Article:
Things I Love About Japan: Onsens

In my last post I made passing reference to onsen. In case you don’t know what onsen are, or Incase you do know and are wondering why I would be looking forward to them, let me explain myself. Or rather, let me explain onsen.

Onsen (温泉) literally translates as “hot spring” which is a very accurate description of what they are. But it doesn’t come close to conveying how amazing they are.

Japanese Macaque relaxing in a volcanic spring in Nagano prefecture, Japan

“Onsen Monkey.” Used with permission (Asteiner on Creative Commons).

Imagine you own a hot tub. Except this isn’t just a plastic tub surrounded by wooden decking in your back garden. This is a natural hot spring, made of smooth rock and overlooking a sun-kissed valley filled with prancing deer. It’s beautifully hot water.

In fact you own not just one hot tub, but half a dozen, each set to a different temperature. Some indoors, some outdoors. Some of them have jet streams. Some of them even have gentle electric currents to help you relax. And you have a couple of saunas.

It’s like you own the world’s most amazing bathroom.

And that’s what an onsen is like.

Except they’re open to the public. And so they tend to be filled with naked Japanese men (they are separated into male/female sections).

Now I get that this is where your enthusiasm may have just waned. The idea of being almost fully naked (you do get a small towel) in a room full of strangers is possibly your worst nightmare.

I understand where you’re coming from. I appreciate that our culture is so obsessed with body image that we judge ancient greek statues of Hercules for lacking muscle definition. But the point of onsens is not to compare your body to other people. It’s about being so relaxed that you don’t mind being naked.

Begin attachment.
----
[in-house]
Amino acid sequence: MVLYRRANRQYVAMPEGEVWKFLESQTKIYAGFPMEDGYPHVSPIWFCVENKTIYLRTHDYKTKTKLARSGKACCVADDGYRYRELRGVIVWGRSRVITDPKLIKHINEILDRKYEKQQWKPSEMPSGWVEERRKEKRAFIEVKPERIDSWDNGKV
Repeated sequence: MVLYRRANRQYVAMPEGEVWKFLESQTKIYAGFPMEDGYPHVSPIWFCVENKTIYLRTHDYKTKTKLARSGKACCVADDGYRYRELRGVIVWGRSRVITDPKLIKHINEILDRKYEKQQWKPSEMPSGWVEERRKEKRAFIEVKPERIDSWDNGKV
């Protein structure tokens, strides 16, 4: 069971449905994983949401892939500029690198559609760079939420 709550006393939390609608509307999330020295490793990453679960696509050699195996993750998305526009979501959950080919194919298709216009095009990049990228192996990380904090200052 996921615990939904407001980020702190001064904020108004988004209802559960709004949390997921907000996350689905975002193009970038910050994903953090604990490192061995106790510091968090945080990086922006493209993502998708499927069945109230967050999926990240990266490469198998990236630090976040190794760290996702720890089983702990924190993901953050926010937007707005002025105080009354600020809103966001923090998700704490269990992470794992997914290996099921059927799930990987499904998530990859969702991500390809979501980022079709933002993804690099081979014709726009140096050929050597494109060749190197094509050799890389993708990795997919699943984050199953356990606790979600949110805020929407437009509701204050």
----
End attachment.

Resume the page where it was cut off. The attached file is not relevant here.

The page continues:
Plus if you feel really self-conscious, you can go in the sauna and watch sumo on the TV.

Everything about a visit to an onsen is brilliant. The mini road trip out into the countryside (the best onsens are always out in the countryside), scrubbing yourself until you are painfully clean before you get on, the initial “ah ah ah” as you attempt to jump straight into the hottest bath, boldly claiming you’ll stay in the sauna for 5 minutes and then desperately willing the clock to go faster, spending an age slowly trying to lower yourself into the “weak” electric current bath and then having an 80 year old Japanese dude slump into the “strong” one with a loud, “Ahhh, that feels good!”

Oh, and of course there will be one random Japanese guy who decides to use you to practice his English.